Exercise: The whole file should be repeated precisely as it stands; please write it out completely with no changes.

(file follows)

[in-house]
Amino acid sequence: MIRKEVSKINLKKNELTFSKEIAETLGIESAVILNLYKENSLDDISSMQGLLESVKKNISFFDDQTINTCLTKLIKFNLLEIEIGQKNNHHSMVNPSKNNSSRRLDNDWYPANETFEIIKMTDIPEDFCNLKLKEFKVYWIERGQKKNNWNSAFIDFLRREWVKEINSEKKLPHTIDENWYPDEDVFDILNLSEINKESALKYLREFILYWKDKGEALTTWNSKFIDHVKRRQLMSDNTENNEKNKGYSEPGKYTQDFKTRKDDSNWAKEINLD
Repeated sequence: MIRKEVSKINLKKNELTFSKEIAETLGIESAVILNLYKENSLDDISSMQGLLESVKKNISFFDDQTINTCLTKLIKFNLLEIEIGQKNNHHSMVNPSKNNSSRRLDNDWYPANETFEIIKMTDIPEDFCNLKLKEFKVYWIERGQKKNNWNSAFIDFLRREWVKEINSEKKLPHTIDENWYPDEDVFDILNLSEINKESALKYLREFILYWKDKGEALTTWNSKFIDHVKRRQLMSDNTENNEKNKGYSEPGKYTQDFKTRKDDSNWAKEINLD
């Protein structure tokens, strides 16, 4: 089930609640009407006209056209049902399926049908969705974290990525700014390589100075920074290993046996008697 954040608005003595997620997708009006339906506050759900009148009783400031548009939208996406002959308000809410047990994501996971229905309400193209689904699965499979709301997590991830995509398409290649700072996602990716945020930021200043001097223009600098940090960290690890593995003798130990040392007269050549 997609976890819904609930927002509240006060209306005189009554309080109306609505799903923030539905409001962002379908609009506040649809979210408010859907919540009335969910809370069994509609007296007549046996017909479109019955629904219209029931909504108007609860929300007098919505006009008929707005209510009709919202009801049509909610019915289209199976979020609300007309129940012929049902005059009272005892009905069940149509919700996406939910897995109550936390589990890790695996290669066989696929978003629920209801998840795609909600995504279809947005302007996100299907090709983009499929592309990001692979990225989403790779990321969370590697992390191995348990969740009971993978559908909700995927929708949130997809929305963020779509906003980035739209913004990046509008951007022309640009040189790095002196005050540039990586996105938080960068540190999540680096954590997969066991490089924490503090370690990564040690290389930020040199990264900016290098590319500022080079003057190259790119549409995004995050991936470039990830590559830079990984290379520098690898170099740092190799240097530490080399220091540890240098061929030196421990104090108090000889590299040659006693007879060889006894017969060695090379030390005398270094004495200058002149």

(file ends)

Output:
[in-house]
Amino acid sequence: MIRKEVSKINLKKNELTFSKEIAETLGIESAVILNLYKENSLDDISSMQGLLESVKKNISFFDDQTINTCLTKLIKFNLLEIEIGQKNNHHSMVNPSKNNSSRRLDNDWYPANETFEIIKMTDIPEDFCNLKLKEFKVYWIERGQKKNNWNSAFIDFLRREWVKEINSEKKLPHTIDENWYPDEDVFDILNLSEINKESALKYLREFILYWKDKGEALTTWNSKFIDHVKRRQLMSDNTENNEKNKGYSEPGKYTQDFKTRKDDSNWAKEINLD
Repeated sequence: MIRKEVSKINLKKNELTFSKEIAETLGIESAVILNLYKENSLDDISSMQGLLESVKKNISFFDDQTINTCLTKLIKFNLLEIEIGQKNNHHSMVNPSKNNSSRRLDNDWYPANETFEIIKMTDIPEDFCNLKLKEFKVYWIERGQKKNNWNSAFIDFLRREWVKEINSEKKLPHTIDENWYPDEDVFDILNLSEINKESALKYLREFILYWKDKGEALTTWNSKFIDHVKRRQLMSDNTENNEKNKGYSEPGKYTQDFKTRKDDSNWAKEINLD
């Protein structure tokens, strides 16, 4: 089930609640009407006209056209049902399926049908969705974290990525700014390589100075920074290993046996008697 954040608005003595997620997708009006339906506050759900009148009783400031548009939208996406002959308000809410047990994501996971229905309400193209689904699965499979709301997590991830995509398409290649700072996602990716945020930021200043001097223009600098940090960290690890593995003798130990040392007269050549 997609976890819904609930927002509240006060209306005189009554309080109306609505799903923030539905409001962002379908609009506040649809979210408010859907919540009335969910809370069994509609007296007549046996017909479109019955629904219209029931909504108007609860929300007098919505006009008929707005209510009709919202009801049509909610019915289209199976979020609300007309129940012929049902005059009272005892009905069940149509919700996406939910897995109550936390589990890790695996290669066989696929978003629920209801998840795609909600995504279809947005302007996100299907090709983009499929592309990001692979990225989403790779990321969370590697992390191995348990969740009971993978559908909700995927929708949130997809929305963020779509906003980035739209913004990046509008951007022309640009040189790095002196005050540039990586996105938080960068540190999540680096954590997969066991490089924490503090370690990564040690290389930020040199990264900016290098590319500022080079003057190259790119549409995004995050991936470039990830590559830079990984290379520098690898170099740092190799240097530490080399220091540890240098061929030196421990104090108090000889590299040659006693007879060889006894017969060695090379030390005398270094004495200058002149």